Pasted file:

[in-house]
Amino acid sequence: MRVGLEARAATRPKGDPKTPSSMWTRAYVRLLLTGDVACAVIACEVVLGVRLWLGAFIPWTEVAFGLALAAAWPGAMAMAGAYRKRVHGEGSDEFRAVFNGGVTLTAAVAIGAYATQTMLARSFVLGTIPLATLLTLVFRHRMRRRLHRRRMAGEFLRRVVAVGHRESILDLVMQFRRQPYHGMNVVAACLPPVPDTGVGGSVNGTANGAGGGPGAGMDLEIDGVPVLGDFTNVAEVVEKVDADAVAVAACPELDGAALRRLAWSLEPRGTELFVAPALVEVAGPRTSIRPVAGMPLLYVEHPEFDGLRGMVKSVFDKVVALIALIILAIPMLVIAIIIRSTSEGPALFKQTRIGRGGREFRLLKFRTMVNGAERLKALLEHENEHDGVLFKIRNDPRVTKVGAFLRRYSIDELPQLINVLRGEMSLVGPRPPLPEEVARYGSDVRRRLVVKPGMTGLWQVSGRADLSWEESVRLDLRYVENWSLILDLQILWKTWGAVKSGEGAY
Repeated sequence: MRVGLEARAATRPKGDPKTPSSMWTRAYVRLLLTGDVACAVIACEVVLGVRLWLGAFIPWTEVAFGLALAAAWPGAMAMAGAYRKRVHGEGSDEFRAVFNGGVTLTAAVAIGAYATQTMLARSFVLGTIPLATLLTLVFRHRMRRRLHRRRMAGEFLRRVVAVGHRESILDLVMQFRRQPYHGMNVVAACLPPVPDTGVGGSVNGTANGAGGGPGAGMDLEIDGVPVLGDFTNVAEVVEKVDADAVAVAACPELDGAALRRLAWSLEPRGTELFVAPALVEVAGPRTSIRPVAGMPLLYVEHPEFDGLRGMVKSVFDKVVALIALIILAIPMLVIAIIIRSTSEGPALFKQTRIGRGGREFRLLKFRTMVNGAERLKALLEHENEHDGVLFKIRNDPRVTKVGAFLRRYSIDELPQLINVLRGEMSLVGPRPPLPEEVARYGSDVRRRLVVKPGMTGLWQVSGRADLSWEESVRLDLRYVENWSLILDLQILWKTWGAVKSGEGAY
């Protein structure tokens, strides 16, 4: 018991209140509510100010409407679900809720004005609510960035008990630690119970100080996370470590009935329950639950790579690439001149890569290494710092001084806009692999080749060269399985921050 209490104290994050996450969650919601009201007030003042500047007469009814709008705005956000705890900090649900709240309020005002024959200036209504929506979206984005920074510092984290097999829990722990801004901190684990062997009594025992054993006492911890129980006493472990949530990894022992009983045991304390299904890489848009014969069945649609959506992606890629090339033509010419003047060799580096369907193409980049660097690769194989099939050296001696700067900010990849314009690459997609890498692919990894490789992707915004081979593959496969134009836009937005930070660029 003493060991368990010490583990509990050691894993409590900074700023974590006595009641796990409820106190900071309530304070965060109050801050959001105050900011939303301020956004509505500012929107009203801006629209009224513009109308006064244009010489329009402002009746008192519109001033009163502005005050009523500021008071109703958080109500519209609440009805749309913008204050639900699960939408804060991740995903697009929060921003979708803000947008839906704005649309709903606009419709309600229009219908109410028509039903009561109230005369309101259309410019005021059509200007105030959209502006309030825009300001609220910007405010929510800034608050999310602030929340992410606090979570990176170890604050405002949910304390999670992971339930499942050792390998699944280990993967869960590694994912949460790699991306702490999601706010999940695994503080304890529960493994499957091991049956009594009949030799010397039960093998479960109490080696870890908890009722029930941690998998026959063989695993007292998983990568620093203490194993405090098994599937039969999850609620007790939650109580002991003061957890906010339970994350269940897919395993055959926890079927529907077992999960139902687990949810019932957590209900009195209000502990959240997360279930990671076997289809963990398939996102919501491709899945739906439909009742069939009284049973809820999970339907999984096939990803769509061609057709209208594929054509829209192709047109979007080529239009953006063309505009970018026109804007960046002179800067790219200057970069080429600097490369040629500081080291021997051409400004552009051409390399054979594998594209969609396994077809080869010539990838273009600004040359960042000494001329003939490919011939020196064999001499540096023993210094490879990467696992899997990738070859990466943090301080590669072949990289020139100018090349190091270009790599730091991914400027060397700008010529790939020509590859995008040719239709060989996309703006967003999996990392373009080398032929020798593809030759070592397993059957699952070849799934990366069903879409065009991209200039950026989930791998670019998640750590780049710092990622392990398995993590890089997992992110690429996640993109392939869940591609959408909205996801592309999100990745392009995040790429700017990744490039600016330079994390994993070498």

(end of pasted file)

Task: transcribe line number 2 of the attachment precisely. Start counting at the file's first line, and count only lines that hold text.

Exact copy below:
Amino acid sequence: MRVGLEARAATRPKGDPKTPSSMWTRAYVRLLLTGDVACAVIACEVVLGVRLWLGAFIPWTEVAFGLALAAAWPGAMAMAGAYRKRVHGEGSDEFRAVFNGGVTLTAAVAIGAYATQTMLARSFVLGTIPLATLLTLVFRHRMRRRLHRRRMAGEFLRRVVAVGHRESILDLVMQFRRQPYHGMNVVAACLPPVPDTGVGGSVNGTANGAGGGPGAGMDLEIDGVPVLGDFTNVAEVVEKVDADAVAVAACPELDGAALRRLAWSLEPRGTELFVAPALVEVAGPRTSIRPVAGMPLLYVEHPEFDGLRGMVKSVFDKVVALIALIILAIPMLVIAIIIRSTSEGPALFKQTRIGRGGREFRLLKFRTMVNGAERLKALLEHENEHDGVLFKIRNDPRVTKVGAFLRRYSIDELPQLINVLRGEMSLVGPRPPLPEEVARYGSDVRRRLVVKPGMTGLWQVSGRADLSWEESVRLDLRYVENWSLILDLQILWKTWGAVKSGEGAY